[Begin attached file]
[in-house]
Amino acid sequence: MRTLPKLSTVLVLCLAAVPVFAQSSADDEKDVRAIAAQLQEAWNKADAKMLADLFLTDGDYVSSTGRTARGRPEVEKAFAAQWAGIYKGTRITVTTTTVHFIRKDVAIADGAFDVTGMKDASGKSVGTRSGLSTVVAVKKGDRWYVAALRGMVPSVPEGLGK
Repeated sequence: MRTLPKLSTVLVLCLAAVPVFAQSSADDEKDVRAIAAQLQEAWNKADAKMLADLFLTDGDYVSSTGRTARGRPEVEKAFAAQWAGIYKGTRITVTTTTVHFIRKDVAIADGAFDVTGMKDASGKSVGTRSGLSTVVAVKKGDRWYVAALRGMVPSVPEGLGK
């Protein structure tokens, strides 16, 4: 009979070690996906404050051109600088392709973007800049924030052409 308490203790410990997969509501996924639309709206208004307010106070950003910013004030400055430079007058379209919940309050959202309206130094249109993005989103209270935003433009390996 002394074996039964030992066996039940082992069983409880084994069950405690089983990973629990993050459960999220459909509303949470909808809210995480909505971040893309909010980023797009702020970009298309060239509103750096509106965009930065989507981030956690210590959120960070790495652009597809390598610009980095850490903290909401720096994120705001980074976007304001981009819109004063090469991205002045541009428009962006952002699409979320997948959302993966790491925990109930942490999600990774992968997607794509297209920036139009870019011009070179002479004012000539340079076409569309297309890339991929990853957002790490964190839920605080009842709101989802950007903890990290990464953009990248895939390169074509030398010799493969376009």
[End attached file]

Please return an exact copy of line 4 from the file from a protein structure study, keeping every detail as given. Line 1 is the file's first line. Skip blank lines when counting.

């Protein structure tokens, strides 16, 4: 009979070690996906404050051109600088392709973007800049924030052409 308490203790410990997969509501996924639309709206208004307010106070950003910013004030400055430079007058379209919940309050959202309206130094249109993005989103209270935003433009390996 002394074996039964030992066996039940082992069983409880084994069950405690089983990973629990993050459960999220459909509303949470909808809210995480909505971040893309909010980023797009702020970009298309060239509103750096509106965009930065989507981030956690210590959120960070790495652009597809390598610009980095850490903290909401720096994120705001980074976007304001981009819109004063090469991205002045541009428009962006952002699409979320997948959302993966790491925990109930942490999600990774992968997607794509297209920036139009870019011009070179002479004012000539340079076409569309297309890339991929990853957002790490964190839920605080009842709101989802950007903890990290990464953009990248895939390169074509030398010799493969376009």